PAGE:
According to Zhang, there are no beneficiaries in a trade war. Even if a country appears to have come out on top, it would potentially do so at the expense of production capacities and a reduction in final demand.


Company: cnbc, Activity: cnbc, Date: 2018-10-15  Authors: saheli roy choudhury, alex wroblewski, bloomberg, getty images
Keywords: news, cnbc, companies, world, winner, theres, war, global, cost, deputy, gdp, points, imf, grow, percentage, trade, managing, director, zhang, warns


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US futures point to a triple-digit fall amid Saudi Arabia tensions

U.S. stock index futures pulled back ahead of Monday’s open, as investors kept a close eye on a potential slowdown in the Chinese economy and monitored simmering tensions between Saudi Arabia and the West. ET, Dow futures were seen more than 134 points lower, indicating a negative open of 153 points. Futures on the S&P and Nasdaq were also seen relatively downbeat on Monday morning. As the new week kicks into action, many investors remained in a cautious mood following an abrupt market shakeout


U.S. stock index futures pulled back ahead of Monday’s open, as investors kept a close eye on a potential slowdown in the Chinese economy and monitored simmering tensions between Saudi Arabia and the West. ET, Dow futures were seen more than 134 points lower, indicating a negative open of 153 points. Futures on the S&P and Nasdaq were also seen relatively downbeat on Monday morning. As the new week kicks into action, many investors remained in a cautious mood following an abrupt market shakeout
US futures point to a triple-digit fall amid Saudi Arabia tensions Cached Page below :
Company: cnbc, Activity: cnbc, Date: 2018-10-15  Authors: sam meredith
Keywords: news, cnbc, companies, points, set, tensions, trading, previous, seen, open, futures, amid, investors, fall, point, saudi, tripledigit, arabia, sp, week


US futures point to a triple-digit fall amid Saudi Arabia tensions

U.S. stock index futures pulled back ahead of Monday’s open, as investors kept a close eye on a potential slowdown in the Chinese economy and monitored simmering tensions between Saudi Arabia and the West.

At around 4:30 a.m. ET, Dow futures were seen more than 134 points lower, indicating a negative open of 153 points. Futures on the S&P and Nasdaq were also seen relatively downbeat on Monday morning.

As the new week kicks into action, many investors remained in a cautious mood following an abrupt market shakeout in the previous trading week. The global sell-off was blamed on a series of factors, including the impact of a U.S.-China trade war, a spike in U.S. bond yields and nervousness ahead of earnings season.

U.S. stocks finished almost 300 points higher on Friday but still registered steep losses for the week as investors fretted over rising interest rates. The Dow and S&P 500 finished the previous trading week down more than 4 percent, while the Nasdaq posted a 3.7 percent weekly loss.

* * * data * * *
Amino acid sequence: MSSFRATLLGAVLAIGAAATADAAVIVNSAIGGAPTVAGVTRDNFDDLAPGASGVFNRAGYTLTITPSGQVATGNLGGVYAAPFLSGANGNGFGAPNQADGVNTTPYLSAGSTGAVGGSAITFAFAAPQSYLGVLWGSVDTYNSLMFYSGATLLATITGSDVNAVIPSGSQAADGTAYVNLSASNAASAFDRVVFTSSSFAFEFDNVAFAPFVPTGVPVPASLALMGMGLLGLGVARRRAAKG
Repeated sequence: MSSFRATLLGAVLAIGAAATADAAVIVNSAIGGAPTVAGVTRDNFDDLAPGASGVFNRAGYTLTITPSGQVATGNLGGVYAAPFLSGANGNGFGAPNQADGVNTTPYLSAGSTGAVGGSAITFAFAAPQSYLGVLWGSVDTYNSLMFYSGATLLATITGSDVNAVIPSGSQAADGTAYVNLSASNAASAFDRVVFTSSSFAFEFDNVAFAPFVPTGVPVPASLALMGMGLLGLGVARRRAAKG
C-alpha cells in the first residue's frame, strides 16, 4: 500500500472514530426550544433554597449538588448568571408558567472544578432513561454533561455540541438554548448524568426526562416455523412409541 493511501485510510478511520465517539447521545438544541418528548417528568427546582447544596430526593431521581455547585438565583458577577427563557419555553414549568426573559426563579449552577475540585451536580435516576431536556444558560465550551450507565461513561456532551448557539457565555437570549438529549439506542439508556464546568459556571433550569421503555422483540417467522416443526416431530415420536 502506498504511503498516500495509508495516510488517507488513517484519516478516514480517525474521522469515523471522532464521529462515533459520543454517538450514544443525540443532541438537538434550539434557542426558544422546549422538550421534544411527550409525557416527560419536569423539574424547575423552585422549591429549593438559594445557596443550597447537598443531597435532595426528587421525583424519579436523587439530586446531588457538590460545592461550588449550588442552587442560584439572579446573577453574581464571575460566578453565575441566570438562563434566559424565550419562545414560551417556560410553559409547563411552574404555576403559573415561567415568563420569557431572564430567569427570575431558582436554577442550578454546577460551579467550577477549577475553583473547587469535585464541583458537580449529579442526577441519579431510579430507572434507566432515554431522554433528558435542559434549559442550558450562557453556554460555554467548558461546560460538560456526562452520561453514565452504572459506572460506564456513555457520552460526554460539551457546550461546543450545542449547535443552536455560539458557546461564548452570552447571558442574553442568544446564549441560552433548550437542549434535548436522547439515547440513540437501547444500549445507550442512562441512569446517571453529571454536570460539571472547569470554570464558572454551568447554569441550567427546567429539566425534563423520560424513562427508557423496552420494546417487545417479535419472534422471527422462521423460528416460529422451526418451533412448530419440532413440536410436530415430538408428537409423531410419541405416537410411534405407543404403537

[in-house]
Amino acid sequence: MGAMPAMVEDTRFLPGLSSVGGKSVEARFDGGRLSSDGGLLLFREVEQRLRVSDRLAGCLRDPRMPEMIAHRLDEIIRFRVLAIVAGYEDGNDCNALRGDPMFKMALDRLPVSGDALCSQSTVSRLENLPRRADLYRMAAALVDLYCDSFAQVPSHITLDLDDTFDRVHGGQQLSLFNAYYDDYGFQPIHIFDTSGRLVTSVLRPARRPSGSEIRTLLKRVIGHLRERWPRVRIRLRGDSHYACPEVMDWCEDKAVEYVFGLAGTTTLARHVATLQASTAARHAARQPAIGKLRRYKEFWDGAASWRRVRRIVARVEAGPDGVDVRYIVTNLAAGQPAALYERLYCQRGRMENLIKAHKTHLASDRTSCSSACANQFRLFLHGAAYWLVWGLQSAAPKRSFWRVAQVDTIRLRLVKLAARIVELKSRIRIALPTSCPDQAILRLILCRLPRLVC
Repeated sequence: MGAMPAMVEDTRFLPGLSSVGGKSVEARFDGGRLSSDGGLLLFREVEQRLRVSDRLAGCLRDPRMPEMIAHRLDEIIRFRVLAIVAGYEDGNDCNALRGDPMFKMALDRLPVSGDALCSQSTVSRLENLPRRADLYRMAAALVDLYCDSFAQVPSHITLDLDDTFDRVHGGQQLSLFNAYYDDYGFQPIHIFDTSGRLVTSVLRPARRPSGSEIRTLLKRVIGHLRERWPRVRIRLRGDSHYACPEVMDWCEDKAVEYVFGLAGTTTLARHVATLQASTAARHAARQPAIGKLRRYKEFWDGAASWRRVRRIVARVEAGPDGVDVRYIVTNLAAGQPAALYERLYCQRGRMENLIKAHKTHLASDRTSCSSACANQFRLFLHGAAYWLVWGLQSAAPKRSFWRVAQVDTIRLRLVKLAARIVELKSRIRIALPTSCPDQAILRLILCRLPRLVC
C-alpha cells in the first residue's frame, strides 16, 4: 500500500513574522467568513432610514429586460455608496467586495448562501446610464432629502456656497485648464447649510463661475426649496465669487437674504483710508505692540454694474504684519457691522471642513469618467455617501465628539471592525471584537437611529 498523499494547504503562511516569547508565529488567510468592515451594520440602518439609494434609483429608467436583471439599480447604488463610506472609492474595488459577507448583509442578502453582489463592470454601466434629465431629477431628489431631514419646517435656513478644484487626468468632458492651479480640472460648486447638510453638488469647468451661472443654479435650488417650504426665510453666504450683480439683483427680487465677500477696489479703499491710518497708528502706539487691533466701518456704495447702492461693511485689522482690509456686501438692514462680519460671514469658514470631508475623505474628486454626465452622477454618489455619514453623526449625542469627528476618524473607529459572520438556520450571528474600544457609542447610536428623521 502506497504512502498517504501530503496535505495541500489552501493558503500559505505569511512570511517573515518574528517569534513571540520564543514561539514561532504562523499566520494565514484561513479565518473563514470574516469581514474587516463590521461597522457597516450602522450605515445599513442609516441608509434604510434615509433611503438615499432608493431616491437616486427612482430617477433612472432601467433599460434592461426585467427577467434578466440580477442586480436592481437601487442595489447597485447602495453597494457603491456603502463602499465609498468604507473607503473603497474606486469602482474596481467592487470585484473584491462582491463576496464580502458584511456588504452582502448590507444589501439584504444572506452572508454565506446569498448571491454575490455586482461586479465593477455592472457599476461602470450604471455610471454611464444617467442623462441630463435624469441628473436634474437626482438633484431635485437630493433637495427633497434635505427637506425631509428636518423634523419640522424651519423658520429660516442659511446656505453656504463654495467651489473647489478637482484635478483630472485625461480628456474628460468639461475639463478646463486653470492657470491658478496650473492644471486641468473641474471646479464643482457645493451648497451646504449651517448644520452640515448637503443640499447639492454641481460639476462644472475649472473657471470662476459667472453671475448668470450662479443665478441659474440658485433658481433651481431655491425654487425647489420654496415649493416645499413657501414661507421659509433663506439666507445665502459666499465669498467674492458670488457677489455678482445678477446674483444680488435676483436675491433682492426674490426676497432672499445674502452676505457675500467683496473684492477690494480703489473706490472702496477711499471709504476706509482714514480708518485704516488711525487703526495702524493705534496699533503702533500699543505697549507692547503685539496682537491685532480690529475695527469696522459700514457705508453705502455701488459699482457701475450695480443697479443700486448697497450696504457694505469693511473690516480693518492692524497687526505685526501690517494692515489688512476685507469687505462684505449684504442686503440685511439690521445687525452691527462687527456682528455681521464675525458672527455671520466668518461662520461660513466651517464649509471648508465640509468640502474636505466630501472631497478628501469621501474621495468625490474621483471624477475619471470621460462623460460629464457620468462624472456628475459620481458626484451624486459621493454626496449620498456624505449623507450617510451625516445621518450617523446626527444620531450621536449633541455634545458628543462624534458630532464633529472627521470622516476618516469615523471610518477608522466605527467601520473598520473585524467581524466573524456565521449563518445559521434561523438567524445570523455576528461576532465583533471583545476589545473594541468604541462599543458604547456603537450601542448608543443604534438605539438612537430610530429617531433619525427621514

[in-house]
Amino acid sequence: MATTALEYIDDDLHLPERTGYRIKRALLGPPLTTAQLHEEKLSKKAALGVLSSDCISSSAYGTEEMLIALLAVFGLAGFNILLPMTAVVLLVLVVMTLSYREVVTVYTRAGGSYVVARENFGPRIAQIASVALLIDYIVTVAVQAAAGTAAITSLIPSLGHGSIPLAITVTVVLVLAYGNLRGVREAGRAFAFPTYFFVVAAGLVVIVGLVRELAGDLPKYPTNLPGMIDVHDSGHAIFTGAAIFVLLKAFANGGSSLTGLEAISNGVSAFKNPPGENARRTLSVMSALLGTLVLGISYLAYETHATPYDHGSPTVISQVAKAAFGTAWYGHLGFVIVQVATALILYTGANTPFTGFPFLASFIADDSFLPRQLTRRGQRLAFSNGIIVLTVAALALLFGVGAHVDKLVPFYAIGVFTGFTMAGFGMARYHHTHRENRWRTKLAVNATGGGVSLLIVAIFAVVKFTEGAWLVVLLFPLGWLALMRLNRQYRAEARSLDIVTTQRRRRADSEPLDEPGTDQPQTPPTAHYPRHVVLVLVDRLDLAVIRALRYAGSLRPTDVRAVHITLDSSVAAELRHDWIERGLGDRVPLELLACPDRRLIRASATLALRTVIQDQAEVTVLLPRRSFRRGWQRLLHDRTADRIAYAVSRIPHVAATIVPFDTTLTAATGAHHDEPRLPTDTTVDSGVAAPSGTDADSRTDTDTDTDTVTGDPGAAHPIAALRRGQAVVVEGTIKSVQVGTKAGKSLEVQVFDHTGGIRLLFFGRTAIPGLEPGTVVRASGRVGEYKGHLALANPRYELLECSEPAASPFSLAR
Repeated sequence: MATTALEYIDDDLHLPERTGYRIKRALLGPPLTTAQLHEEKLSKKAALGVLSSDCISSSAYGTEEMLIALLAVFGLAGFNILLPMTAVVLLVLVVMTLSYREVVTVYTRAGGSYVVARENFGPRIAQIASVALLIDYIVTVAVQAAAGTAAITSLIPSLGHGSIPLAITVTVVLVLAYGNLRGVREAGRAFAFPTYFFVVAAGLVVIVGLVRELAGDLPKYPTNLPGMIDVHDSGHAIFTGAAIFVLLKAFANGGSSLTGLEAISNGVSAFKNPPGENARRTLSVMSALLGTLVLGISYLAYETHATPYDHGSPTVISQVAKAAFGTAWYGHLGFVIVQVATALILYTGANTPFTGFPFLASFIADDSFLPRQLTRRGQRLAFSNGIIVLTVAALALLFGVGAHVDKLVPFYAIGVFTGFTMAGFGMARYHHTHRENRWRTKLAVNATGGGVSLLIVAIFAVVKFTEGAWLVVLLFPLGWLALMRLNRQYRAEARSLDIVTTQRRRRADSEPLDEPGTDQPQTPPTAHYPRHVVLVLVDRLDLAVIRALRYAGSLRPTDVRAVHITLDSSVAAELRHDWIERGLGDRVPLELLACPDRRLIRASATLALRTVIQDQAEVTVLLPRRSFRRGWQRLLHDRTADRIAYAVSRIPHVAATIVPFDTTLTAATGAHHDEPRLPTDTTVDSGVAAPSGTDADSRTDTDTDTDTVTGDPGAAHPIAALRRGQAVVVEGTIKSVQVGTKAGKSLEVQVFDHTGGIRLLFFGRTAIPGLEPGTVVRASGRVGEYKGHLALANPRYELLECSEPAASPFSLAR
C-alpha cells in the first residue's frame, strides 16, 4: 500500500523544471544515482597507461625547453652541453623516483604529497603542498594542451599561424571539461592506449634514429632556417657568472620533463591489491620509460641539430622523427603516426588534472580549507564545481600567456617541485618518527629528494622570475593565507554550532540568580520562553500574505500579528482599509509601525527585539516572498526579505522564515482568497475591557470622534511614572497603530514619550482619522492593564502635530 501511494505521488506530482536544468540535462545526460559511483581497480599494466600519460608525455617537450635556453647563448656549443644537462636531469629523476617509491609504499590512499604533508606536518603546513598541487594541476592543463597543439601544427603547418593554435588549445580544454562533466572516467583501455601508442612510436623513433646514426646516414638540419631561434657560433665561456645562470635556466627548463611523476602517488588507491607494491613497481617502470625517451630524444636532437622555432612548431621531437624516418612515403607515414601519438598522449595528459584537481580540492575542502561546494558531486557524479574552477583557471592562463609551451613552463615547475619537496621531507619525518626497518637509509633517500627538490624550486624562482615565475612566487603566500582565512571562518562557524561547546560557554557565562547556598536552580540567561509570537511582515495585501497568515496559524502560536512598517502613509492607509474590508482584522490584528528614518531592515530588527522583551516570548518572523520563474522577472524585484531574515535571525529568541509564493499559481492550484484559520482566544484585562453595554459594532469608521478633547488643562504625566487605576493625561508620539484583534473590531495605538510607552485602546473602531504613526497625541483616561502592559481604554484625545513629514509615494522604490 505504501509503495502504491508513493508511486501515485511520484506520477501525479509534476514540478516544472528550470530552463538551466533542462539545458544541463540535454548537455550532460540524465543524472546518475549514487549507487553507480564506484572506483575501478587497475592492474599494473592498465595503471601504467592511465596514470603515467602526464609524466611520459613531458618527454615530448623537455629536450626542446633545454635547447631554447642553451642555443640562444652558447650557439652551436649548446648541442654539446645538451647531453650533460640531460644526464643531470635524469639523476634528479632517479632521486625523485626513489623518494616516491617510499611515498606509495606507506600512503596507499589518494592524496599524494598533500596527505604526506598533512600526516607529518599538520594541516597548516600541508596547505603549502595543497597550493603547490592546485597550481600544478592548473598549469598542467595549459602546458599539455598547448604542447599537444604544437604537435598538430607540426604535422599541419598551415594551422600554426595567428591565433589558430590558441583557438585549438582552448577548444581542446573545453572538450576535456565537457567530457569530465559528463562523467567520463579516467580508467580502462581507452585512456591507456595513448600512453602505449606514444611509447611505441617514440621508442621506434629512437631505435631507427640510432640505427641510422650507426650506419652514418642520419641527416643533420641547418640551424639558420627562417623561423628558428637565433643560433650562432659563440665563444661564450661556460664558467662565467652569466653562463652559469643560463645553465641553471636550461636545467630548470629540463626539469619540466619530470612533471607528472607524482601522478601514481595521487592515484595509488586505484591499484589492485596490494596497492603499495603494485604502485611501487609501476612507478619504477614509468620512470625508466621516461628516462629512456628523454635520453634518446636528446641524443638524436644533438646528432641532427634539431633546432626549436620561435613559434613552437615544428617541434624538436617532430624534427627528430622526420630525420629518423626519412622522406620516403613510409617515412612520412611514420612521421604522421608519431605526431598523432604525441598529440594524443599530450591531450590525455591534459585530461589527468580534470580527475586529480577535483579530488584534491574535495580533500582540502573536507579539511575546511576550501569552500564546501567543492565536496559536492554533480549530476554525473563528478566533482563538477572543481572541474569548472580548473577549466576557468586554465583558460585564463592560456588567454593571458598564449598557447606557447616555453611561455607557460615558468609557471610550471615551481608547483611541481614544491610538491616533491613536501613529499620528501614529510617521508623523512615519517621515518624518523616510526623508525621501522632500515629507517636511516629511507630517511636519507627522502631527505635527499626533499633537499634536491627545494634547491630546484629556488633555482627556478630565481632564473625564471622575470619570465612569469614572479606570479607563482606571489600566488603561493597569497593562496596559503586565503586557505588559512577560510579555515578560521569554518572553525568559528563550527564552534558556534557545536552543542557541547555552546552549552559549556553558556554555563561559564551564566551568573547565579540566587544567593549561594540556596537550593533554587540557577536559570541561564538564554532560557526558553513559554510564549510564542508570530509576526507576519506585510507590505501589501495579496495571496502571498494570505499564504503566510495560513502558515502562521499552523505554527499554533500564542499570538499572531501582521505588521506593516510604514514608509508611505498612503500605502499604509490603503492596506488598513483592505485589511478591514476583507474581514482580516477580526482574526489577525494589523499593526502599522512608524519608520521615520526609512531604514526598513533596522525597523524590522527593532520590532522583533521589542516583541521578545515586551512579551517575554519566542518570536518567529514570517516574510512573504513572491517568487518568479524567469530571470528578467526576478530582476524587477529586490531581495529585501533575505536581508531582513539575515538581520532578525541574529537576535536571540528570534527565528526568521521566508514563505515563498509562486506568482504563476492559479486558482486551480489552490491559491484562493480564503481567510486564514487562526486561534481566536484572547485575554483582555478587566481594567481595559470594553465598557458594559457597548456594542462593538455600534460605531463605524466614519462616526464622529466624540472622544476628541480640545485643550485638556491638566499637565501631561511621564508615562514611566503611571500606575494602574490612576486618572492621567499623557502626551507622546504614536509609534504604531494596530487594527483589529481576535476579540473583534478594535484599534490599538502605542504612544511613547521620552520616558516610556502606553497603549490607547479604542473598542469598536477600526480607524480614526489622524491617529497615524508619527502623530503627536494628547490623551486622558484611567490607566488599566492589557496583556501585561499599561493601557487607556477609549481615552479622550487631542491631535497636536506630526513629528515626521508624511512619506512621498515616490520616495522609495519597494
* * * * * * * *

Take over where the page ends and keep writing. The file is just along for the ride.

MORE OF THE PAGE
Retail sales figures for September are scheduled to be published at around 8:30 a.m. ET on Monday. Later in the session, Empire State Manufacturing Index data for October and business inventories data for August are both set to be released at around 10:00 a.m.

On the earnings front, Bank of America and Charles Schwab are both set to publish their latest figures before the opening bell.


Company: cnbc, Activity: cnbc, Date: 2018-10-15  Authors: sam meredith
Keywords: news, cnbc, companies, points, set, tensions, trading, previous, seen, open, futures, amid, investors, fall, point, saudi, tripledigit, arabia, sp, week


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Dow bounces back 287 points Friday, but still loses 4% on the week

The Dow Jones Industrial Average gained 287.16 points to 25,339.99, led by a 4.7 percent surge in Visa. The S&P 500 jumped 1.4 percent to 2,767.13, snapping a six-day losing streak, as the tech sector surged 3.2 percent. The S&P 500 and Nasdaq also gave back big chunks of their gains before rallying into the close. Despite the strong gains on Friday, the Dow and S&P 500 finished the week down by more than 4 percent, while the Nasdaq posted a 3.7 percent weekly loss. The S&P 500 also logged in a


The Dow Jones Industrial Average gained 287.16 points to 25,339.99, led by a 4.7 percent surge in Visa. The S&P 500 jumped 1.4 percent to 2,767.13, snapping a six-day losing streak, as the tech sector surged 3.2 percent. The S&P 500 and Nasdaq also gave back big chunks of their gains before rallying into the close. Despite the strong gains on Friday, the Dow and S&P 500 finished the week down by more than 4 percent, while the Nasdaq posted a 3.7 percent weekly loss. The S&P 500 also logged in a
Dow bounces back 287 points Friday, but still loses 4% on the week Cached Page below :
Company: cnbc, Activity: cnbc, Date: 2018-10-12  Authors: fred imbert, alexandra gibbs
Keywords: news, cnbc, companies, dow, sp, 500, investors, bounces, valuations, points, week, 287, tech, weekly, loses, nasdaq, streak


Dow bounces back 287 points Friday, but still loses 4% on the week

Why you shouldn’t panic when stocks are getting slammed 9:47 AM ET Fri, 12 Oct 2018 | 02:11

Stocks rose in volatile trading on Friday, but still posted sharp losses for the week as investors fretted over rising interest rates, high technology valuations and worries about a possible economic slowdown.